7 no-pesticide ways to fight weeds

We received a query on the Garden’s Grace Facebook page a few days ago from a gardener wondering how to fight weeds without herbicides. Not only is chemical-free weeding possible, but there are also many techniques for preventing weeds in the first place! Here is a quick run-down of the top methods for preventing and killing weeds in your ornamental or vegetable gardens.

  1. imagesThis one will shock you–quit tilling! As a kid, it was our family’s right of passage to follow behind my Dad as he tilled the rich black soil of our northeastern Iowa veggie garden. Why isn’t this the greatest idea? Because as we are tilling under seeds from last year’s garden,we are also bringing seeds to the surface from as much as ten years ago! The “weed seed bank” is rich, and once those seeds are exposed to sunlight, they are ready to get growing! If you cultivate, cultivate shallowly, as one would with a hoe. That way, you are destroying new weed seedlings without bringing a whole lot of dormant seeds to the surface.
  2. In your ornamental and perennial beds, vary your method for weeding with the type of weed you are removing. For deep, tap-rooted weeds like dandelions or tree seedlings, use a trowel or narrow weeder that can pierce the soil and lift all or most of the root. Sometimes, loosening the soil around the weed can help the whole root be lifted without breaking.
  3. Use weed fabric, organic mulch or other materials to smother weeds and prevent 7524-gardensunlight from hitting the ground where weed seeds live. Make sure if you are using wood mulch, that it has been seasoned (aged) so that it won’t be robbing nitrogen from your soil. That means if a friend offers you wood chips from a tree they downed, let them sit for at least a year before using them on your beds.
  4. Use an organic pre-emergent like corn gluten (available commercially by many makers). This is a double winner for we Iowans–the seed-germinating inhibition of corn gluten, a by-product of corn processing, was discovered by Dr. Nick Christians at our own Iowa State University. An added bonus is that corn gluten has a small amount of nitrogen which will benefit the desirable plants in your garden.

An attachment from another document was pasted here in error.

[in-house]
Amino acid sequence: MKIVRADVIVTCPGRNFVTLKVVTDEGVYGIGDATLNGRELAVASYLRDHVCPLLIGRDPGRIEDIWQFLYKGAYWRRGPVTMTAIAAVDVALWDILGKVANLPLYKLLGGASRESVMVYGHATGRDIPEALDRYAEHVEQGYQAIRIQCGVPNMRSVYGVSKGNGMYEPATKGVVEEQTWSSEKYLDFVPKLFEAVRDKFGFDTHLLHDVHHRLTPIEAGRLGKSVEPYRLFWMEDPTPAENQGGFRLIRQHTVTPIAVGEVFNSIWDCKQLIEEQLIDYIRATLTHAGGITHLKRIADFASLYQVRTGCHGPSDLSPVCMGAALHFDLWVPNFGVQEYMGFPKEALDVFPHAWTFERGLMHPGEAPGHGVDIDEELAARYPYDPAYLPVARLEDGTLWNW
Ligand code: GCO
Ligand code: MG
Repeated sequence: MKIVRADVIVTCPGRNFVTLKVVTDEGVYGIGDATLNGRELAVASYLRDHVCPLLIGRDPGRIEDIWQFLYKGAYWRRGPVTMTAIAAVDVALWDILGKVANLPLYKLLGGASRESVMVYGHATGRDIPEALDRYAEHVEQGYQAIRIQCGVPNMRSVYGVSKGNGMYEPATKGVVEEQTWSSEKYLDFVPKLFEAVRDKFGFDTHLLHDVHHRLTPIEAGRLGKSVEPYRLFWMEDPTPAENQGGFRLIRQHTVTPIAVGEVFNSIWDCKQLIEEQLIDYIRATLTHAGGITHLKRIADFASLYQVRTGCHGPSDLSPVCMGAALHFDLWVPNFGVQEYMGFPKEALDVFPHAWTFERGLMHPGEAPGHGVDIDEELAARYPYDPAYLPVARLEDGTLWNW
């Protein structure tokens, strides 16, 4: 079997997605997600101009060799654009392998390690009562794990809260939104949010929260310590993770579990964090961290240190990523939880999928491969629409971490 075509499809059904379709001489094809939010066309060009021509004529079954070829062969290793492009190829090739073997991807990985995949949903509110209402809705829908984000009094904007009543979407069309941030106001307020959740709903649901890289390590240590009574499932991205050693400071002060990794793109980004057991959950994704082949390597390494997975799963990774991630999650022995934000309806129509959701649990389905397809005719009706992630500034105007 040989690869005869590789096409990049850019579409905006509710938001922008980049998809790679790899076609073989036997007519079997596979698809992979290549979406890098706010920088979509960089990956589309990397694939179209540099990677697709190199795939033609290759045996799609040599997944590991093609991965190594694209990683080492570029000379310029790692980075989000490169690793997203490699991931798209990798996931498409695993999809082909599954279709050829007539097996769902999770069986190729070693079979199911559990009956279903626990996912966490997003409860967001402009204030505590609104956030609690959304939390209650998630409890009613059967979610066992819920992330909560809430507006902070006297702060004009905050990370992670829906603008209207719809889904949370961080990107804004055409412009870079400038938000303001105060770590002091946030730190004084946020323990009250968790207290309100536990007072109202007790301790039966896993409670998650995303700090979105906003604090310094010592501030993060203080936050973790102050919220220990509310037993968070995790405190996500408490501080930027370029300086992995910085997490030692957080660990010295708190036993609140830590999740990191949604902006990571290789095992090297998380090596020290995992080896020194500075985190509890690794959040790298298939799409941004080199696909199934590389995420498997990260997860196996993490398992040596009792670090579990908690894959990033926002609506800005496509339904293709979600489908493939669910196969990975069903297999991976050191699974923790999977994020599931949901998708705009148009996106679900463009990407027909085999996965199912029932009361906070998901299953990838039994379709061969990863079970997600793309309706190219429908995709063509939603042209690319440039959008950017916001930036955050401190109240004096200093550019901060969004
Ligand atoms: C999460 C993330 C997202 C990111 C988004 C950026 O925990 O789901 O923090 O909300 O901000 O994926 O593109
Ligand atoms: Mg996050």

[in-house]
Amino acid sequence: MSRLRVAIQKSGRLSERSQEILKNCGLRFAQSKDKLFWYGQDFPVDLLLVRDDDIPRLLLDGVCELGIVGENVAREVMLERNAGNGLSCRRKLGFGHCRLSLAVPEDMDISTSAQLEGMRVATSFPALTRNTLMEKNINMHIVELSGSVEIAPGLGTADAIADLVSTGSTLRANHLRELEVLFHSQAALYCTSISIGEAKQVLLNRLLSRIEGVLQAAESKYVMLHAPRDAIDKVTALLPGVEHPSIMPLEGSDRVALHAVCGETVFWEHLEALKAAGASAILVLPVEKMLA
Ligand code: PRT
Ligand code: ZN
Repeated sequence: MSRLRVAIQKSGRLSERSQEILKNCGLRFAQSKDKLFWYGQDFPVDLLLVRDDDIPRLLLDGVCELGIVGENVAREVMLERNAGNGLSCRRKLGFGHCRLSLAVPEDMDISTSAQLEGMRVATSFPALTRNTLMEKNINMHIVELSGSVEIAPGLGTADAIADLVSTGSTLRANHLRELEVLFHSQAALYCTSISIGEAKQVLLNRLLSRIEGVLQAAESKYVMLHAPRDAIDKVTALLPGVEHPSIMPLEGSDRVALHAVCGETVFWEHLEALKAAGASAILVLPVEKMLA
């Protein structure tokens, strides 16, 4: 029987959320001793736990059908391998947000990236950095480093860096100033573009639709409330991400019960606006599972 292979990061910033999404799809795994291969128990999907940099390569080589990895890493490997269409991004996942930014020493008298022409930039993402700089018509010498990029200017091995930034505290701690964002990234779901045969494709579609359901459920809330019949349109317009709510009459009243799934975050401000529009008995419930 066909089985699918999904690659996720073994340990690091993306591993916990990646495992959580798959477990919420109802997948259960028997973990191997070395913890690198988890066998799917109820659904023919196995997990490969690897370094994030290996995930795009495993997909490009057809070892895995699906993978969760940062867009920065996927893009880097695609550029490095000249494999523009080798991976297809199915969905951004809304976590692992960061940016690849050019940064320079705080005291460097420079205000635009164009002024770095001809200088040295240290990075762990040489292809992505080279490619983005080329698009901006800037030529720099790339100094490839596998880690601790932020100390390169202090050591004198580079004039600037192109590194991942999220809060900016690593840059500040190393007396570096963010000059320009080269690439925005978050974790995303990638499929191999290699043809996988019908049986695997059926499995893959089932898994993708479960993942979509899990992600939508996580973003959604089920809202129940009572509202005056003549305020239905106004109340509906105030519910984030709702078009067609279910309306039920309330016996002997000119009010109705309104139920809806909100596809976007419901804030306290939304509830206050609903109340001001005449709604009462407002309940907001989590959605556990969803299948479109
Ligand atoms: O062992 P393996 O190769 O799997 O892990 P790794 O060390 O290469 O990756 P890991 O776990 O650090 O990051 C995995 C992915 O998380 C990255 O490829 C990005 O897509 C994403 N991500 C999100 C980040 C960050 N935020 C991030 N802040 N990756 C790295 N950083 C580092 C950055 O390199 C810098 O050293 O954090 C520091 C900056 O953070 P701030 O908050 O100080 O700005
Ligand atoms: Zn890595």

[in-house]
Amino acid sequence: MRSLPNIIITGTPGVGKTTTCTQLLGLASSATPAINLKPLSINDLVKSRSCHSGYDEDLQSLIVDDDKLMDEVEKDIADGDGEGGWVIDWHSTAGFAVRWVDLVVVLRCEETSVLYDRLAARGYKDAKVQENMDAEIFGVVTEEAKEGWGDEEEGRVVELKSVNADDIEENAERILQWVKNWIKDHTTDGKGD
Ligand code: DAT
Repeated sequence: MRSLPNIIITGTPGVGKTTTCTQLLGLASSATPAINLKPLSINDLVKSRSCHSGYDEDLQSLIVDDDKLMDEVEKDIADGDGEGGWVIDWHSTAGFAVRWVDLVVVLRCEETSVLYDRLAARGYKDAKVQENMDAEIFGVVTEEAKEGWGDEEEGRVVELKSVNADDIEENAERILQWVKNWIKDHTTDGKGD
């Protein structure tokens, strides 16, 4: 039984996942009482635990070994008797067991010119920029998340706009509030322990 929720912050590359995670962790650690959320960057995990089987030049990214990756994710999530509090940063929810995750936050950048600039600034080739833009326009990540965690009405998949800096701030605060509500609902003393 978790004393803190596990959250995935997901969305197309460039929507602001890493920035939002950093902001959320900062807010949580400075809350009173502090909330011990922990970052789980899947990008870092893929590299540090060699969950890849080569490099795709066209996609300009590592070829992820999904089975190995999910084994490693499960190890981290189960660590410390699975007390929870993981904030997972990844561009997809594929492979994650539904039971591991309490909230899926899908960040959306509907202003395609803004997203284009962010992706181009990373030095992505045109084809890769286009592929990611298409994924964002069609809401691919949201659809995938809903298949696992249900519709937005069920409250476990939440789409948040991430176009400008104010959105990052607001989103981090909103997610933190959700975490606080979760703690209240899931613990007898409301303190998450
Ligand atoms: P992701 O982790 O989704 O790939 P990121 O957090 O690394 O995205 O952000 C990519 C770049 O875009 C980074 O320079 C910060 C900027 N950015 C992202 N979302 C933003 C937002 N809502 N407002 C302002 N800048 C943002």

5. Cultivate healthy plants, especially in lawns and ornamental gardens. Well-grown lawns are never cut shorter and three inches and are over-seeded as needed to maintain a nice lush stand of turf. As the saying goes, “Nature abhors a vacuum,” so open spaces are likely footholds for weeds to grow. The same goes for your ornamental gardens. Healthy plants compete better with weeds, and well-planned gardens often are designed to shade out most open areas, and with them, shade out weeds.
  6. For driveways and patios, check out the method called “flame weeding.” The tool looks 08600much like a cane with an end to attach a small propane tank. The key to flame weeding is not to torch the plants entirely, but apply heat until the tissue starts to “bubble” a bit. This triggers a response in the plant that shuts off the root from the rest of the plant, thus killing the top of the weed. Always use care not to flame weed near flammable materials like dry leaves or grass.
  7. Look for recipes for home-made weed-killers that use things like vinegar or borax. Vinegar basically disrupts the acidity of the weed’s root zone, causing it to die. Borax is often used in solution against creeping charlie or ground ivy. Always follow the directions–applying incorrectly can also kill your desirable plants.

These aren’t brain surgery, but they are all methods that have been studies and recommended by horticulture professors and experts throughout the country. Try some yourselves, and enjoy a garden that is beautiful and relatively weed-free! If you need help taming the weeds in your garden, call Garden’s Grace today–they have skilled gardeners that can get things under control in very environmentally friendly ways.

Blog written by Anne Larson, Des Moines area horticulturist and writer for Iowa Gardener Magazine, and a weekend associate with Miller Nursery.